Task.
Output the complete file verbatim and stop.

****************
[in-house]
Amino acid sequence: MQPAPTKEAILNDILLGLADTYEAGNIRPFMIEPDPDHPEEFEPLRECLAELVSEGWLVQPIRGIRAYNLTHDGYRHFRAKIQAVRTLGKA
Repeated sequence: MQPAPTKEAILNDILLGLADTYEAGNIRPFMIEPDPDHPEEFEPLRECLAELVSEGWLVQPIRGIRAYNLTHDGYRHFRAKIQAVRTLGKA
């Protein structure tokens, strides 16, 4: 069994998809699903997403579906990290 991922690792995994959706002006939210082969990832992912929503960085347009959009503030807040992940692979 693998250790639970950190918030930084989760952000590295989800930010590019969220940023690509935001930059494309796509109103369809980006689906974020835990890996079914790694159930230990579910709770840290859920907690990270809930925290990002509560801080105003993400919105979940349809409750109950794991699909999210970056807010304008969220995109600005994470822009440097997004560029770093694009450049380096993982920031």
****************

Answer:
[in-house]
Amino acid sequence: MQPAPTKEAILNDILLGLADTYEAGNIRPFMIEPDPDHPEEFEPLRECLAELVSEGWLVQPIRGIRAYNLTHDGYRHFRAKIQAVRTLGKA
Repeated sequence: MQPAPTKEAILNDILLGLADTYEAGNIRPFMIEPDPDHPEEFEPLRECLAELVSEGWLVQPIRGIRAYNLTHDGYRHFRAKIQAVRTLGKA
């Protein structure tokens, strides 16, 4: 069994998809699903997403579906990290 991922690792995994959706002006939210082969990832992912929503960085347009959009503030807040992940692979 693998250790639970950190918030930084989760952000590295989800930010590019969220940023690509935001930059494309796509109103369809980006689906974020835990890996079914790694159930230990579910709770840290859920907690990270809930925290990002509560801080105003993400919105979940349809409750109950794991699909999210970056807010304008969220995109600005994470822009440097997004560029770093694009450049380096993982920031």